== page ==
Le fait de d'avoir négligé jusque-là ces personnes peut être une des causes, et peut-être la principale cause de l'extrême rareté des Anglais qui maîtrisent le Turc. Il y a quelques années, dans l'un des collèges du gouvernement turc, on enseignait l'anglais et des centaines d'officiers turcs ont étudié cette langue sous ma direction. Ceux qui ont appris l'anglais étaient assurés d'être encouragés par leur gouvernement; mais, bien que l'Angleterre s'intéresse autant à la question qu'aux Turcs, il n'y a pas de professeur de Turc en Angleterre et, bien entendu, le nombre de personnes qui ont tenté d'apprendre le Turc est par conséquent excessivement réduit. En cela, les Turcs pourraient très bien suggérer une petite réforme de notre part.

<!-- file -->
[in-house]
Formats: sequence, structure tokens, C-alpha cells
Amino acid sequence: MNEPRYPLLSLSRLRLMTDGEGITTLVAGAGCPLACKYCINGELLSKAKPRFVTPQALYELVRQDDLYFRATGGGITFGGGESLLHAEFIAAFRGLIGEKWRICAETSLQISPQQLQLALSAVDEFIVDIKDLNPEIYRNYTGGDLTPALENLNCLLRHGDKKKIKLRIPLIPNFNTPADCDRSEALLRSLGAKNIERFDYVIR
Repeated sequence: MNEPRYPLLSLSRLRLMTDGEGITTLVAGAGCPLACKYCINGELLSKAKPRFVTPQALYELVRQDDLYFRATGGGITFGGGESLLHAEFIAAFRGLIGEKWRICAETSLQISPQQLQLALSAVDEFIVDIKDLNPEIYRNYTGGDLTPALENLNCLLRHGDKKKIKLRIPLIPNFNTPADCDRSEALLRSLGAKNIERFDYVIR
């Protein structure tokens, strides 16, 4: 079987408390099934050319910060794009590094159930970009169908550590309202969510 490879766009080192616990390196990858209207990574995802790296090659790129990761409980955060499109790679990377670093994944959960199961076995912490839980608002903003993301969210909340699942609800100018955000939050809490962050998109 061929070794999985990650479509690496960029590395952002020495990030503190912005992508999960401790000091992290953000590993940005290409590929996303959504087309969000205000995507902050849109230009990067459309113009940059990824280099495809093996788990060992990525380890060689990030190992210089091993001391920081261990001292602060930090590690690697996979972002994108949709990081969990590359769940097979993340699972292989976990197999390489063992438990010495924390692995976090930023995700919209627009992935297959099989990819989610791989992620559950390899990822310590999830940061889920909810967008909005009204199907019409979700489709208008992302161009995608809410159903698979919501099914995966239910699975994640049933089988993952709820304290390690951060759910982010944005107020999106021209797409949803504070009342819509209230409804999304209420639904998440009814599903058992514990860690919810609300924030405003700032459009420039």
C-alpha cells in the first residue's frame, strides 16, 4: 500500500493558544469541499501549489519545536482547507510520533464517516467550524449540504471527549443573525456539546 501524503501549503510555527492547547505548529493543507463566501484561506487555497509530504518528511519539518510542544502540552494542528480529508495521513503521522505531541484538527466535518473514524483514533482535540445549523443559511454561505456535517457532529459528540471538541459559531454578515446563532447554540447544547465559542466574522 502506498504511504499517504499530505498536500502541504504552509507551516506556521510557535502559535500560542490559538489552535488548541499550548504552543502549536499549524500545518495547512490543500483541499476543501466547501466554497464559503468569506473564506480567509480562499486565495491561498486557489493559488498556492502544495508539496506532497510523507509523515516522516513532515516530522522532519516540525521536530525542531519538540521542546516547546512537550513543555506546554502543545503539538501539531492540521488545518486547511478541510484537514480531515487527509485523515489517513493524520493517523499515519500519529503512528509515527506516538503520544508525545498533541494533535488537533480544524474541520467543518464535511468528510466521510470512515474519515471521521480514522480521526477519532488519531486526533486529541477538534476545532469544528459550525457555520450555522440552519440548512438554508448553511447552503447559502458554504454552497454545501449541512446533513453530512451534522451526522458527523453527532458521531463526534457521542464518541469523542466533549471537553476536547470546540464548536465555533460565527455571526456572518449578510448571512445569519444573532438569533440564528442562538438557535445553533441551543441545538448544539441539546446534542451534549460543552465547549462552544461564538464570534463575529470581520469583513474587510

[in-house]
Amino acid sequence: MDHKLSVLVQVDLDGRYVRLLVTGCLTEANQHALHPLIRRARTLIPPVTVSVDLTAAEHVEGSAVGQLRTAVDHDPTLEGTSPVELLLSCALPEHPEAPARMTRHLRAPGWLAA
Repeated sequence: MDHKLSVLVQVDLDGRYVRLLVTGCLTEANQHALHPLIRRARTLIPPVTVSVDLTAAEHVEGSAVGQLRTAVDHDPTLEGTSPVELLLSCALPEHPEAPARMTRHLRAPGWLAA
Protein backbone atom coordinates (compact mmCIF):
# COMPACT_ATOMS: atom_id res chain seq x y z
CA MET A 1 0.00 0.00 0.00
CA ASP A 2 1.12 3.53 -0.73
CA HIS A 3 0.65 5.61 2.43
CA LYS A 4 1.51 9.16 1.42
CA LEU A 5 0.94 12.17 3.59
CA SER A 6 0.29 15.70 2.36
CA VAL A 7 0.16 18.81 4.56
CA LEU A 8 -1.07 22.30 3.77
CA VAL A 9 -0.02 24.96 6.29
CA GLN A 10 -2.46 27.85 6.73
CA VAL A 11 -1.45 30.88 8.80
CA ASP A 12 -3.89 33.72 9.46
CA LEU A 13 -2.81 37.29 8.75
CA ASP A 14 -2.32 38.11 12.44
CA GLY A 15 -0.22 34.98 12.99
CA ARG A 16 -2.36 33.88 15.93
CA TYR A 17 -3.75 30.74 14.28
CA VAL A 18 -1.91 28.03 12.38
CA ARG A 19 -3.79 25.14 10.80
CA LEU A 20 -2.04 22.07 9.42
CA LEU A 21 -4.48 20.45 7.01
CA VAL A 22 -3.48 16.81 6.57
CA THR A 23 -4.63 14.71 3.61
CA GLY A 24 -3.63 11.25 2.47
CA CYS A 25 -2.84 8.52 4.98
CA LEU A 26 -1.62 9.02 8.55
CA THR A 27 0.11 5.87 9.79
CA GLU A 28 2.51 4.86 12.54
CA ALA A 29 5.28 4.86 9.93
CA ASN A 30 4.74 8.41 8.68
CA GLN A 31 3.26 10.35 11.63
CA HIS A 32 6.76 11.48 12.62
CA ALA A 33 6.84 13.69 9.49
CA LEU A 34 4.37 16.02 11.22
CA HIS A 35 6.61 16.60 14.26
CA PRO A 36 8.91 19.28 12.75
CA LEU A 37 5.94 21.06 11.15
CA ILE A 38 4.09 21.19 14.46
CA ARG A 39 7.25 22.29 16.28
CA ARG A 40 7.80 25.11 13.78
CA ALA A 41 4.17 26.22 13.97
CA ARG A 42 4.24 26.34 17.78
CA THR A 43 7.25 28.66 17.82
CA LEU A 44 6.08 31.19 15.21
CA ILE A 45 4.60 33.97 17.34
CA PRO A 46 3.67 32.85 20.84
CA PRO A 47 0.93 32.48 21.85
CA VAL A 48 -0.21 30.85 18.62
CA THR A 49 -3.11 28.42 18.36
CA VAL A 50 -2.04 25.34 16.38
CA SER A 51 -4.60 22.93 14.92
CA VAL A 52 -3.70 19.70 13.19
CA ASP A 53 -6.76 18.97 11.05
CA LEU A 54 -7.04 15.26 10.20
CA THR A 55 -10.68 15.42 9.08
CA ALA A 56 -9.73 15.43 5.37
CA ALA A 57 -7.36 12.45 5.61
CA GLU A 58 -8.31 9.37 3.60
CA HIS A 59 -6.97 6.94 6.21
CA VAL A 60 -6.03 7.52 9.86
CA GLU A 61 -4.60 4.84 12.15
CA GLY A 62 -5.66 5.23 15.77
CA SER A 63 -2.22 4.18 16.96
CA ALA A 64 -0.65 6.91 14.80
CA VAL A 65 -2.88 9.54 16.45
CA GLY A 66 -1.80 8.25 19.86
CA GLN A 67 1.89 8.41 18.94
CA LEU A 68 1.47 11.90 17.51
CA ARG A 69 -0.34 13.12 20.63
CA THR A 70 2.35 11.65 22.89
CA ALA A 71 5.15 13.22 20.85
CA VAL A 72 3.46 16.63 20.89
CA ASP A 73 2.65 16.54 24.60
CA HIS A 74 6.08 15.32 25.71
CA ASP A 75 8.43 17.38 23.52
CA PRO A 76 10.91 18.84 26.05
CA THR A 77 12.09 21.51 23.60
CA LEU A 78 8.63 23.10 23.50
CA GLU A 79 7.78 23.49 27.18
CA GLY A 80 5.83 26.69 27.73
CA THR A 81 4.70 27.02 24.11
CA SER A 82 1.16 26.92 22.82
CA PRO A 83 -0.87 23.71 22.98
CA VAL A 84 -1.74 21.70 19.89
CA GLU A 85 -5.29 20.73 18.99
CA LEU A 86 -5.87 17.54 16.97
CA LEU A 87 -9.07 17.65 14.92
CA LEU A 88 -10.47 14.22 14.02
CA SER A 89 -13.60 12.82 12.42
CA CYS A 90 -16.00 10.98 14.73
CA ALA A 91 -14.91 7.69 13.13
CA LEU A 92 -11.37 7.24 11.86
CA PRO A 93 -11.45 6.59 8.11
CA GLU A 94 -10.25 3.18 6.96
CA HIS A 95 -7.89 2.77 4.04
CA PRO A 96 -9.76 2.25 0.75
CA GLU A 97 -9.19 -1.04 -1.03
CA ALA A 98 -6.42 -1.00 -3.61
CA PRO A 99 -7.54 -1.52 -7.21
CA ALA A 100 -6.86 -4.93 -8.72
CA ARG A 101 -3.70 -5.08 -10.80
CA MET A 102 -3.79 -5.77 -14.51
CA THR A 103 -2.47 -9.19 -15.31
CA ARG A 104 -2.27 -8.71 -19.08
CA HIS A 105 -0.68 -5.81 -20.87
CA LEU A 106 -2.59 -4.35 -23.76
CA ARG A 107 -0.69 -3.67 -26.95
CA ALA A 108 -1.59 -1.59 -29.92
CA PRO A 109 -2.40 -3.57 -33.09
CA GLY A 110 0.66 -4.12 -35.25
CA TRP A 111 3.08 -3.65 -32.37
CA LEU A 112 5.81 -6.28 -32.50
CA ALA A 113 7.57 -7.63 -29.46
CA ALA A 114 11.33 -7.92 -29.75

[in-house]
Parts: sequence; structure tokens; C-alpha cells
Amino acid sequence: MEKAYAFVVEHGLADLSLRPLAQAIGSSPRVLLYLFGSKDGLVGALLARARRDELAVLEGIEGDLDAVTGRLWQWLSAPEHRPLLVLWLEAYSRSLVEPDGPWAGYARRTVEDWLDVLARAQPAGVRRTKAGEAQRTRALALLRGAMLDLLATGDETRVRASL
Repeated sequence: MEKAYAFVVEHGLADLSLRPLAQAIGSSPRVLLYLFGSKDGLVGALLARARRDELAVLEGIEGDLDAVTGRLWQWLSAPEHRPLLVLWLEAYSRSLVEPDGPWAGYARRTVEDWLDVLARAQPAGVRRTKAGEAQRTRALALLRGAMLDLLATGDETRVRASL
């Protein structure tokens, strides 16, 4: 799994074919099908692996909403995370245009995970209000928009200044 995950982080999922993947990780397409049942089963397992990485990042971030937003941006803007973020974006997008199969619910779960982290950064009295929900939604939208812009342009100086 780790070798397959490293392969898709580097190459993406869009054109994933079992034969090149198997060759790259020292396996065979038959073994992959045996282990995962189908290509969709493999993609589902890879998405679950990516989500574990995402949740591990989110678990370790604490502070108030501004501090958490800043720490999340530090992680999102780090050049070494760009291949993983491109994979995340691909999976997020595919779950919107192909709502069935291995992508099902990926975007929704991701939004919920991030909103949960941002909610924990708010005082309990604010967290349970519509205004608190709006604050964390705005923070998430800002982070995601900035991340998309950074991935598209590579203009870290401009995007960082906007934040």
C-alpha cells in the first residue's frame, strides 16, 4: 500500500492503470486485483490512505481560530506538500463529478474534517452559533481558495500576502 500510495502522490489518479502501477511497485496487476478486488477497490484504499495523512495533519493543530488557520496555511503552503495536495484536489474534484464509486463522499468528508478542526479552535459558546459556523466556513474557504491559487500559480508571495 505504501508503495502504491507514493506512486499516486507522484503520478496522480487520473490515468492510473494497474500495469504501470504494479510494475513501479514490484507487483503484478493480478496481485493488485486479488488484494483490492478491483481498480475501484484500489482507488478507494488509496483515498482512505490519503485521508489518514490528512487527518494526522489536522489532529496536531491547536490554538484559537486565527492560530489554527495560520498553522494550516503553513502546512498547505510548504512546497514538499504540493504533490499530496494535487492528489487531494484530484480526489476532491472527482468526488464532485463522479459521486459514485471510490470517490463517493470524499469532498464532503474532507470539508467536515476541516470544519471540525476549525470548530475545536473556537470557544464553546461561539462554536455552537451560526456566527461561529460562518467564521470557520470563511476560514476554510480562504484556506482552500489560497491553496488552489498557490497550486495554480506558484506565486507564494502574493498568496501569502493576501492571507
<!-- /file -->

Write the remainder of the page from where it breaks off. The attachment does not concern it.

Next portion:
Sommaire de Practical grammar of the turkish language

CHAPTER I.— THE TURKISH ALPHABET. 
The Turkish Alphabet ... 2 
The Prononciation of Turkish in English Characters  ... 3
The Pronunciation of the Turkish Letters  ... 5
The Vowel Signs  ... 9 
The Pronunciation of the Arabic Article ... 10 
Of the Laws of Enphonj in Pronouncng Turkish ... 11 
 
CHAPTER II.— THE NOUN. 
The Gender of the Noun ... 12 
The Declension of the Noun (with Examples)  ... 18 
The Number of the Noun ... 16 
The Regular Arabic Plural ... 17 
The Irregular Arabic Plural ... 17 
The Peruan Mode of Fomung the Plural ... 17 
Exercice I ... 18 
 
CHAPTER III.— THE ADJECTIVE. 
The Use of Arabic Adjectives ... 19
The Comparative ... 19
The Superlative ... 20
Tbe Persian Comparative ... 20
Exercise II ... 21
Numeral Adjectives ... 22 
The Cardinal Numbers ... 22